Send to

Choose Destination
N Engl J Med. 2011 Feb 24;364(8):710-8. doi: 10.1056/NEJMoa1010174.

Heterogeneity of hemoglobin H disease in childhood.

Author information

Hematology/Oncology, Children's Hospital and Research Center Oakland, Oakland, CA 94609, USA.



Early diagnosis during newborn screening or infancy has enabled the observation of the natural history of hemoglobin H disease, a subtype of α-thalassemia.


We analyzed longitudinal clinical data for patients with hemoglobin H disease arising from the deletion of three of four α-globin genes (HbH) and from hemoglobin H Constant Spring (HCS), caused by the deletion of two α-globin genes and the Constant Spring mutation.


We identified 86 patients with hemoglobin H disease (48 through newborn screening). Of these patients, 60 (70%) had HbH, 23 (27%) had HCS, and 3 (3%) had other, nondeletional forms of hemoglobin H disease. The parental ethnic background was Asian in 81% of patients, Hispanic in 5%, and African American in 3%, whereas mixed ancestry was observed in 10% of patients. Among the patients with deletional hemoglobin H disease, 15% had one or both parents with African-American ancestry. Growth was normal in patients with HbH during the first decade, but growth deficits began during infancy in those with HCS. Anemia was more severe in patients with HCS at all ages (P<0.001). Acute worsening of anemia with infections requiring urgent blood transfusion was observed in patients with HCS but not in those with HbH. The probability of receiving at least one transfusion by the age of 20 years was 3% for patients with HbH and 80% for those with HCS (P<0.001). Among patients with HCS, transfusions occurred in 13% of infants and 50% of children under the age of 6 years; splenectomy was associated with a significant improvement in hemoglobin levels (P=0.01) and a reduction in the number of transfusions.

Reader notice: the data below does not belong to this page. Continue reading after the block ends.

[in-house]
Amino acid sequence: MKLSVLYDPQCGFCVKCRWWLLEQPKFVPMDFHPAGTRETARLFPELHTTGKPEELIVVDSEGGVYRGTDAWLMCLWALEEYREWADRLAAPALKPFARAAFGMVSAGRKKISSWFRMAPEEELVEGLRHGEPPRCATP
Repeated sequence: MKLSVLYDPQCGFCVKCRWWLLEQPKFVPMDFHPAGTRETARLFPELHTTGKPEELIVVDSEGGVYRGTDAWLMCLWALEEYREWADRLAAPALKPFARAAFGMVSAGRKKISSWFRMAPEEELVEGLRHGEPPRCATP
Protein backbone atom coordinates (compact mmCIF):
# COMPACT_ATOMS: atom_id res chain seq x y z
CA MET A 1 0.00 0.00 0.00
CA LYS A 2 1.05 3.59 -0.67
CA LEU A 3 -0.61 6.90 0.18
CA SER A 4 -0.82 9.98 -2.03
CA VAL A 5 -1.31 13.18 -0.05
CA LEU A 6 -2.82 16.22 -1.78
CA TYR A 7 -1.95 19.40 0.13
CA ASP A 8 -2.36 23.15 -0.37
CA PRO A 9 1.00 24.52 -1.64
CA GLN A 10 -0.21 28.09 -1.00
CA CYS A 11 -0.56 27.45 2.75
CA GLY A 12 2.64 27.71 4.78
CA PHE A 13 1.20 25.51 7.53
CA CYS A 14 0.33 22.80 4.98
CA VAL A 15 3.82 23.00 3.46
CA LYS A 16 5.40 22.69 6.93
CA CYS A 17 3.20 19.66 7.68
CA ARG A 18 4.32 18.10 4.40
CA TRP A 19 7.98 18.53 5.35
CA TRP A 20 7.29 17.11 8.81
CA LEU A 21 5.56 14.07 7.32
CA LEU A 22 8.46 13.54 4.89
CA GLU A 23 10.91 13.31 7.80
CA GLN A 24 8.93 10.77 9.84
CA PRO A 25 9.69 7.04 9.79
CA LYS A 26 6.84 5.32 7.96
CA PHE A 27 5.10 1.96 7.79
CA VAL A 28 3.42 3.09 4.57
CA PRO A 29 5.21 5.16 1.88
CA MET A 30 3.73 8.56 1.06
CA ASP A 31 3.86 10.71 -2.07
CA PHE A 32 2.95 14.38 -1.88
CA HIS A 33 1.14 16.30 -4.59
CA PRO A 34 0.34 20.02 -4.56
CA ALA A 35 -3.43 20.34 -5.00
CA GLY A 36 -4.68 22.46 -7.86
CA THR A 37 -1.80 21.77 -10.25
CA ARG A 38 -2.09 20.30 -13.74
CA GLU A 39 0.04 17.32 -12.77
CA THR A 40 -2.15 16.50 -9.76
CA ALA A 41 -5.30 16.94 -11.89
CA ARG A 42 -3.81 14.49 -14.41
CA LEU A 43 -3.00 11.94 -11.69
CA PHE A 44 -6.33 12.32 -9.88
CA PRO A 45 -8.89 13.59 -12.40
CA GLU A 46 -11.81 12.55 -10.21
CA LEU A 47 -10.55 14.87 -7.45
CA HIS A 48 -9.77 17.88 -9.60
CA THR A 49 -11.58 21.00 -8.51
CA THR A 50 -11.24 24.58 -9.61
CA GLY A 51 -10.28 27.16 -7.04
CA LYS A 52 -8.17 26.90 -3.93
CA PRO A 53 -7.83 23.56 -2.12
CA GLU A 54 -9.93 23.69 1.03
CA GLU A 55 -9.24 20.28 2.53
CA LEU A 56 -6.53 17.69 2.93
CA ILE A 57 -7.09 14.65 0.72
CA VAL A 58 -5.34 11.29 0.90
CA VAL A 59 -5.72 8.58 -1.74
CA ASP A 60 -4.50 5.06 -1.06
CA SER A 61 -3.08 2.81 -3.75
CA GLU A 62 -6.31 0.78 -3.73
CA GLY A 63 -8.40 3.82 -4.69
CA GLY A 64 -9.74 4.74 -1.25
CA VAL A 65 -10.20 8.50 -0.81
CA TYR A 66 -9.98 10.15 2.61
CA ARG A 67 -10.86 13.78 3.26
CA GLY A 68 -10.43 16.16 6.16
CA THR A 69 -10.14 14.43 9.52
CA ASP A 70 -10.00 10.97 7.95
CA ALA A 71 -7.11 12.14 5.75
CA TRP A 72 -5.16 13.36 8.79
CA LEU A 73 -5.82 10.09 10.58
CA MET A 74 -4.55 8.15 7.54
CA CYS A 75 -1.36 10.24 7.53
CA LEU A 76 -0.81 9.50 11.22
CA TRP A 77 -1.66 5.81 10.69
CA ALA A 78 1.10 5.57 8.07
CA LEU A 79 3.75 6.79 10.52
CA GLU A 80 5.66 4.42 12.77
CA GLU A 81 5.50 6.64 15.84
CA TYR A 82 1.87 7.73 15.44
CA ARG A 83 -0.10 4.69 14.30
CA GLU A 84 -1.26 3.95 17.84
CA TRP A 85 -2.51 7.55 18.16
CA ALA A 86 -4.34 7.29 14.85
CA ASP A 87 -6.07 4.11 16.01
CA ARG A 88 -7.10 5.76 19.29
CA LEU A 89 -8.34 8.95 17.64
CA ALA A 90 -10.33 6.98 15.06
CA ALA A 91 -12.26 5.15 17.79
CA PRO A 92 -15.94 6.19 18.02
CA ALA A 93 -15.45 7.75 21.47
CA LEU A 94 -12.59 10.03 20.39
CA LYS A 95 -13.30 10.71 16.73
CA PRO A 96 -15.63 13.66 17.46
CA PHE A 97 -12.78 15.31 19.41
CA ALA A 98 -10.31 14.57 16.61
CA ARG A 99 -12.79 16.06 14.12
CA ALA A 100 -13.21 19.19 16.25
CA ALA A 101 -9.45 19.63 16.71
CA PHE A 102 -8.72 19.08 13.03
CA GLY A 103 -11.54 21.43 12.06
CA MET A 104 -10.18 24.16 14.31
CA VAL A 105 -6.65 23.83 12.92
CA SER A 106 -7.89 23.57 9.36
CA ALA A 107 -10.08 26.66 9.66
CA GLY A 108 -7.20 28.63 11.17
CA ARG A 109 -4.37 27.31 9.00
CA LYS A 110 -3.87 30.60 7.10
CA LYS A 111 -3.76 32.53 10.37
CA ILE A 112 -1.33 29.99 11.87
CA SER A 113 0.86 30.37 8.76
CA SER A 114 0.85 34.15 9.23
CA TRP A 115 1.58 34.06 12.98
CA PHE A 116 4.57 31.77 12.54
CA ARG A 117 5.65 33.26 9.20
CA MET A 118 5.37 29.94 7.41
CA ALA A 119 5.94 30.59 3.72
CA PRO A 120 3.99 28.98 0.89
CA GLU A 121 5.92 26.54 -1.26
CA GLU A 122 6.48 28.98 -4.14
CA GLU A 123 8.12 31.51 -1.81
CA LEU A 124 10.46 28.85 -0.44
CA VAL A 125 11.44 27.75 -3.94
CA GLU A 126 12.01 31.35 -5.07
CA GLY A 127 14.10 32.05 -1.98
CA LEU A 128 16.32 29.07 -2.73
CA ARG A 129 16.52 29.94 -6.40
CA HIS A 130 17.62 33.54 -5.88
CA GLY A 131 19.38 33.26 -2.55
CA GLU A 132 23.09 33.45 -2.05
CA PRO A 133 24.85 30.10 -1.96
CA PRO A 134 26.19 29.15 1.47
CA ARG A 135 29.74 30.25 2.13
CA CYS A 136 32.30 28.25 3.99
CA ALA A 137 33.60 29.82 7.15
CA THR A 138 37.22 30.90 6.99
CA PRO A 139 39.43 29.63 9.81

HCS should be recognized as a distinct thalassemia syndrome with a high risk of life-threatening anemia during febrile illnesses. HbH was not associated with an increased rate of severe anemia with infections and was managed without blood transfusions. Many patients with these disorders had mixed ethnic backgrounds, which highlights the need for extended newborn screening in populations that are traditionally considered to be at low risk for hemoglobin H disease.

[Indexed for MEDLINE]
Free full text

Supplemental Content

Full text links

Icon for Atypon
Loading ...
Support Center